Wineries and Wildfires

Spirited Quill, winery fires, Cairenn Rhys, The Spirited Quill
A fire threatens a vineyard northeast of Napa, Calif., on Monday. (Michael Short / Associated Press)

With such a tremendous loss in California due to the wildfires, it is easy to write off the importance of the wineries and the losses they are suffering. After all, wine is luxury.

Please do not have a lack of concern for the wineries in these fires. We need our vineyards in those wildfire prone areas. Firefighters use the vineyards to gauge where the fire may spread next, which saves lives and resources.

Vineyards are a natural firebreak this time of year because of the moisture in the ground. Almost 85% of the harvest was complete when the fire broke out, which means the vines had not yet gone dormant (dry) and so the ground/vines were still wet in those areas. Even though the loss has been heavy, the worst in CA history, if the vineyards were not there, it would be even greater loss of life.

There are areas were the fire stopped right on the line where the vines were planted. Homes and businesses were spared. Some of the wineries have been family-owned for a one or two centuries. Not all are big names estates…there are a lot of mom & pop indie wineries all over Sonoma and Napa that rely on their home vineyards to live.

From an economic standpoint (and if you think the loss of wineries will not affect you because you have nothing to do with wine and you do not live in CA), some of those wineries have product on the shelves where I work. They are in your grocery and liquor stores and restaurants, bars. It’s lost revenue for cities and towns all over the world.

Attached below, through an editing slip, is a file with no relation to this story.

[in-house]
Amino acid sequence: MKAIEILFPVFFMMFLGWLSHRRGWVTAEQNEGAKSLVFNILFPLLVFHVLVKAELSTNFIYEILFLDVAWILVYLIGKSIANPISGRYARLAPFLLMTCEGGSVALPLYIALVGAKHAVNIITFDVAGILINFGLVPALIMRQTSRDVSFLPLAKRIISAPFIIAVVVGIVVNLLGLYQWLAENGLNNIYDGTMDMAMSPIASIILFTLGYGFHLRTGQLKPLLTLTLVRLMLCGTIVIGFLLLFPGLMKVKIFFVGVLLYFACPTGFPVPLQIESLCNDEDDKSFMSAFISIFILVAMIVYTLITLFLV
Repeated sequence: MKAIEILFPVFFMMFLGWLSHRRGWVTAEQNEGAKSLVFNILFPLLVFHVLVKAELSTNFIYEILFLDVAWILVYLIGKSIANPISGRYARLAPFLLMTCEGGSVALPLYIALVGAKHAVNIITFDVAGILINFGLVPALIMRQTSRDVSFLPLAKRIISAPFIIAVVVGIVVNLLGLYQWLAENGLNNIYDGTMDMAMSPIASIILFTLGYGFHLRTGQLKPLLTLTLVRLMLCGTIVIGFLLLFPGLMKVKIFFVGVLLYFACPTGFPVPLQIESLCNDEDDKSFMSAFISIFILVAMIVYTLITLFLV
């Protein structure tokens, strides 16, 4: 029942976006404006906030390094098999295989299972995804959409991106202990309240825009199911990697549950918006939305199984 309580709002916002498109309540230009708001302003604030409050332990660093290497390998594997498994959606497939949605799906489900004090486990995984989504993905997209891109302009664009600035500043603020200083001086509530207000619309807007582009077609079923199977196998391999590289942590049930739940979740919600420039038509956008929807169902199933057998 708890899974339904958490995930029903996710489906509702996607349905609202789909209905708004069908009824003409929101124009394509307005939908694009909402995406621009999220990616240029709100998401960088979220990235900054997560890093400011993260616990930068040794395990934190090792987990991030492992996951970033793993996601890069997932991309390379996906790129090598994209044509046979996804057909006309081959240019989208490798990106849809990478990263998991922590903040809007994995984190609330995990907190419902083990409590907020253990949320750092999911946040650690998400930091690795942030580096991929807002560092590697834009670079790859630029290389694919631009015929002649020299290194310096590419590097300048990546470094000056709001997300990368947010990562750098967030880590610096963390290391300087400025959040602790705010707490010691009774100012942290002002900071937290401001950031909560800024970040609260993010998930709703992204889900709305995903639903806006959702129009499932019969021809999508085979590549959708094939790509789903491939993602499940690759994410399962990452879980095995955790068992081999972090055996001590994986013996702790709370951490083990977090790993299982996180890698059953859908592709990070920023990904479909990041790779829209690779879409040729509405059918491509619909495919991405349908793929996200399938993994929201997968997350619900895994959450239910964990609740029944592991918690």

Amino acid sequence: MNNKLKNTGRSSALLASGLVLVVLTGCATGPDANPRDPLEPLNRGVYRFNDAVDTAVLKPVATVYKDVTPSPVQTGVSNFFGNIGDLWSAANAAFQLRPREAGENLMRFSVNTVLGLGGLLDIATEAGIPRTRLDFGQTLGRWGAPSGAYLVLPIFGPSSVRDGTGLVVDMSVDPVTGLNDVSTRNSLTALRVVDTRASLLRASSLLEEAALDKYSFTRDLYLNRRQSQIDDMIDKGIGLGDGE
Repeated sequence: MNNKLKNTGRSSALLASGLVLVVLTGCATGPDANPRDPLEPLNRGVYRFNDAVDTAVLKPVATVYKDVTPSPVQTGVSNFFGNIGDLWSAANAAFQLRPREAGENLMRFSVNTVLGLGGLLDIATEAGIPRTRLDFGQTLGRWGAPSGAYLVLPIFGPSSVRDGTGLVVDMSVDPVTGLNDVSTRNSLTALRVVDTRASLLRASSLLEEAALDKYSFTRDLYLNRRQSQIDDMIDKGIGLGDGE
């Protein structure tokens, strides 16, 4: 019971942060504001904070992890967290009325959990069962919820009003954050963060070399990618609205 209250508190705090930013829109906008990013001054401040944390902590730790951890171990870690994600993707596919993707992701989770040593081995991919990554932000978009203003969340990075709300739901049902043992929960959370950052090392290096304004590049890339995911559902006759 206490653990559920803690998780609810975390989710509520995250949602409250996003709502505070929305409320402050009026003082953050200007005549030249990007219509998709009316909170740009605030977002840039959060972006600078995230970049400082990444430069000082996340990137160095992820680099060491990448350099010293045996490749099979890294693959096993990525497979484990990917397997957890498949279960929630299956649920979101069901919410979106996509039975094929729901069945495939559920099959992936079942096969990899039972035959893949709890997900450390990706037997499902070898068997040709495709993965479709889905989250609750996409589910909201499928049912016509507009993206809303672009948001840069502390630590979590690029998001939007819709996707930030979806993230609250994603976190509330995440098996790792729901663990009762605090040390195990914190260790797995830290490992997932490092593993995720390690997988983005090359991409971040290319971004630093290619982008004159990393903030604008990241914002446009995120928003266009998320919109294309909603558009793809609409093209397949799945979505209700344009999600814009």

Just to put it a little in perspective:

I just read a report from a CA winery that they could hear the wine boiling in the barrels.

Ancient Celtic Simbols.



Celtic symbols were used as a protection tool, to infuse courage to warriors, to defeat their enemies, to gain love or to mark the way forward.

The Celts transmitted their knowledge through engravings, some of which have come down to us thanks to which they were carved from hard materials like stones, iron or bronze. Their geometric drawings hide centuries of beliefs, rituals and magical powers that few know.

Celtic symbols have been linked to the Druids and with them to nature. Here you will find the meaning of the most famous Celtic symbols:

The triquetra:


-The triquetra or later also called triquel, is a symbol of Indo-European origin that alludes to the triple dimension of the female divinity. It also symbolizes life, death and rebirth (life, death and reincarnation for the Celts).

Also known as the Trinity Knot resembles the Ouroboros, an ancient infinity symbol. The triquetra is constructed…

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Wine Is Bottled Poetry

This wonderful quote is imprinted on a pewter wine charm that currently hangs on my desk lamp. As I gaze upon it writing this, I reflect upon last Thursday when I found myself in a meeting with the owner of a new wine bar that is opening up in my town. It’s all the buzz within the community of which I have found myself connected to way beyond anything I could have imagined.